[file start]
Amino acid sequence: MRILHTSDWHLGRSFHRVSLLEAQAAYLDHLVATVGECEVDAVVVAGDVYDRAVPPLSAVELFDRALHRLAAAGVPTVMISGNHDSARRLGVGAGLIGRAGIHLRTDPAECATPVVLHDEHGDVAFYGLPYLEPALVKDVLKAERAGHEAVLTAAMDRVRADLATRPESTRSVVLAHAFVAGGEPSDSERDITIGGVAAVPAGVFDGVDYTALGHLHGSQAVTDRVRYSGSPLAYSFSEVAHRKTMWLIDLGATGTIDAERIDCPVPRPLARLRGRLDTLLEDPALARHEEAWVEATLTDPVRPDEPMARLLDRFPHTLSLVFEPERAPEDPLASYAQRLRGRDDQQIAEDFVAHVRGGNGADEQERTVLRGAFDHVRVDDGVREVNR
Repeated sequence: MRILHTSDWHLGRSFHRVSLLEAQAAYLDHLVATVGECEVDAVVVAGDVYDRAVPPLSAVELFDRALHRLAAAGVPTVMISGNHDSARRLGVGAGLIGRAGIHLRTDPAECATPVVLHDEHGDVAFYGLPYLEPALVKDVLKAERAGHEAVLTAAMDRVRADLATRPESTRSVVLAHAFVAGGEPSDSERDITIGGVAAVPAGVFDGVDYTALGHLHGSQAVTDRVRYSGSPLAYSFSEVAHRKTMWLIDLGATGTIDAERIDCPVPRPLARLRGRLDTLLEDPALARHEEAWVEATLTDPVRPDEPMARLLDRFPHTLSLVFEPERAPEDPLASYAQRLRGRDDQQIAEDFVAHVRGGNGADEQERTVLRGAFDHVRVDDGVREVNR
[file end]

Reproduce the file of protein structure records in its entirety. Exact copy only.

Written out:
Amino acid sequence: MRILHTSDWHLGRSFHRVSLLEAQAAYLDHLVATVGECEVDAVVVAGDVYDRAVPPLSAVELFDRALHRLAAAGVPTVMISGNHDSARRLGVGAGLIGRAGIHLRTDPAECATPVVLHDEHGDVAFYGLPYLEPALVKDVLKAERAGHEAVLTAAMDRVRADLATRPESTRSVVLAHAFVAGGEPSDSERDITIGGVAAVPAGVFDGVDYTALGHLHGSQAVTDRVRYSGSPLAYSFSEVAHRKTMWLIDLGATGTIDAERIDCPVPRPLARLRGRLDTLLEDPALARHEEAWVEATLTDPVRPDEPMARLLDRFPHTLSLVFEPERAPEDPLASYAQRLRGRDDQQIAEDFVAHVRGGNGADEQERTVLRGAFDHVRVDDGVREVNR
Repeated sequence: MRILHTSDWHLGRSFHRVSLLEAQAAYLDHLVATVGECEVDAVVVAGDVYDRAVPPLSAVELFDRALHRLAAAGVPTVMISGNHDSARRLGVGAGLIGRAGIHLRTDPAECATPVVLHDEHGDVAFYGLPYLEPALVKDVLKAERAGHEAVLTAAMDRVRADLATRPESTRSVVLAHAFVAGGEPSDSERDITIGGVAAVPAGVFDGVDYTALGHLHGSQAVTDRVRYSGSPLAYSFSEVAHRKTMWLIDLGATGTIDAERIDCPVPRPLARLRGRLDTLLEDPALARHEEAWVEATLTDPVRPDEPMARLLDRFPHTLSLVFEPERAPEDPLASYAQRLRGRDDQQIAEDFVAHVRGGNGADEQERTVLRGAFDHVRVDDGVREVNR